The Lore of Elves and Elfen Folk


Elves. An Arthur Rackham illustration for A Midsummer Night’s Dream.

1.  Introduction

An elf is a diminutive and supernatural entity or being in Germanic folklore and mythology. In Britain the fairies have been integral to popular superstition long before they were known by that name and the ancient Britons “…conceived of these queer indeterminate beings , neither men nor gods, neither material nor spiritual…” (Edwards, 1974) as a race of sprites with magical skills. In Norse mythology there are descriptions of elves that are associated with natural landscape features such as hills, rivers, trees, lakes and seas that Christian communities decried as malevolent.


Meadow Elves. Nils Blommer (1850).

Elves adopt an ambivalent attitude to humans being regarded as either helpful or harmful, being blamed by Anglo-Saxons for the affliction in cattle called ‘elf-shot’. English literary sources tended to conflate the fairies with the elfen-folk. Elves are deemed to be a branch of the trooping fairies who travel in companies with their home in a kingdom below ground. Hobgoblins and Brownies, unlike the social fairy folk and elves, live solitary lives. An elf, which allegedly is of small child-like stature, attains some three to four feet in height. Their green complexion and countenance is usually complemented by white or green attire. Other descriptions of the elf have them as minutely flitting almost invisibly from flower to flower or sliding down to earth on moonbeams. The popular rural concept of elfish entertainment is their fondness for making circles of green grass for the purpose of abandoned meadow dancing. Their clothing is not always green because it varies according to place and time. In Scotland for instance are known to wear plaids, but an Irish elf will wear a suanoch or coarse mantle.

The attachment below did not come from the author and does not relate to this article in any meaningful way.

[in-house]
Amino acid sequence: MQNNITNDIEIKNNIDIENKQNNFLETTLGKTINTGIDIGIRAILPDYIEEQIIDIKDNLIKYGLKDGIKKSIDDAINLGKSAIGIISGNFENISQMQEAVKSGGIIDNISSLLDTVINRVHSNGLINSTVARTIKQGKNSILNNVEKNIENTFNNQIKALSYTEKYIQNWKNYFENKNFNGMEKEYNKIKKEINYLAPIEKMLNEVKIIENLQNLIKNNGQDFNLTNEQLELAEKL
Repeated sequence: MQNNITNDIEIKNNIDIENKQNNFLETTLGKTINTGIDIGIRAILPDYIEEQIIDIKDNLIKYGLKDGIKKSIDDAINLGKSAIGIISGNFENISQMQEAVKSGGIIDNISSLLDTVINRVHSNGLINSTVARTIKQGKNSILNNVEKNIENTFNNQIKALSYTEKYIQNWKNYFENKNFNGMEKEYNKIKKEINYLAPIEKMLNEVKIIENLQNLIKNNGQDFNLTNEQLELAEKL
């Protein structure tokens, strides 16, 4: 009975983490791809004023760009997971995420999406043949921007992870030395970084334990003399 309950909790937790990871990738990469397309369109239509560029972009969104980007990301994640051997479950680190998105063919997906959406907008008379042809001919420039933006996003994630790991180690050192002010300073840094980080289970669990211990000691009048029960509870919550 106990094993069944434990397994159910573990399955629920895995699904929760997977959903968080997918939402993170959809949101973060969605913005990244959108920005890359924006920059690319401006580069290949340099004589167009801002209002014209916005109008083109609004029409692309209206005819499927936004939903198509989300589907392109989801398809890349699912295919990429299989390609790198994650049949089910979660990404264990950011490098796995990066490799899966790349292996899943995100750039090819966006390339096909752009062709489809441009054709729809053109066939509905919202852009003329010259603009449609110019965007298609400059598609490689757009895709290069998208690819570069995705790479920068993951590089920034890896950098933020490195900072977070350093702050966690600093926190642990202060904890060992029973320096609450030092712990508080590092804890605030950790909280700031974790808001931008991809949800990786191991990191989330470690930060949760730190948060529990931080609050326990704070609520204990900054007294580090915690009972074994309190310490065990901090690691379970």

2.  Origin and Meaning

Etymologically alp in German is an elf which in cognatic Middle High German means ‘spectre-spirit’ or ghostly being (Schrader, 2008). Sources of early medieval origin  assert that the German alp refers to the deception and cheating of victims. In Middle High German alp is derived from elbe in the singular and elbe or elber in the plural. In the Old High German the word alp is either alpi or elpi in the plural. Modern German provides the masculine elf, and the feminine elfe, with the introduction of the term elfen from English in the mid-1700’s. The elf is expressed in the plural as elves and elfs, from which are derived the terms elven, elvish, elfin and elfish. In one sense elvish means in Old German paganism those elves of hman size, whereas elfish of elfin relates in Renaissance and Romantic folklore to tiny people.

elf play

Elf Play (1866), August Malmstrom.

In English the word elf is derived from aelf, elf, and  ulve of Old English. Furthermore, in Old English the word aelf or ylf is from albi-z and albi-z of Proto-Germanic. The word aelfen in Old English was derived from albinnja whose etymology ultimately came from the proto-Indo-European root albh which mean ‘white’. The feminine is alfen with the elve in the Middle English (Hall, 2004). In Old Norse the word is alfr and personal names that contain alf are now quite widespread as shown by Alfred. Indeed, Al-fried or Alfred means ‘all peace’ being composed of aelf and red meaning Elf-counsel. Onamastically, or that which pertains to or concerns names, historically there is an elf element in many Anglo-Saxon names of elves and dwarfs.  Again, the name Aelfric, which in German is Alberich means ‘elf-ruler’, which has been reborrowed from the French as Auberon or Aubrey. The masculine Aelfward and feminine Aelwaru mean ‘elf-guardian’. Other words containing the root aelf are aelferge for ‘elf-victory’ and the feminine aelfflaed meaning ‘elf-bliss’ or ‘elf-beauty’, aelfhaeg meaning ‘high as an elf. The word aelfgar means elf-spear, aelfhelm means elf-helmet, aelfwold is elf-power, aelfhryth or Elfrida means threatening elf, with aelfgifu being an elf-gift.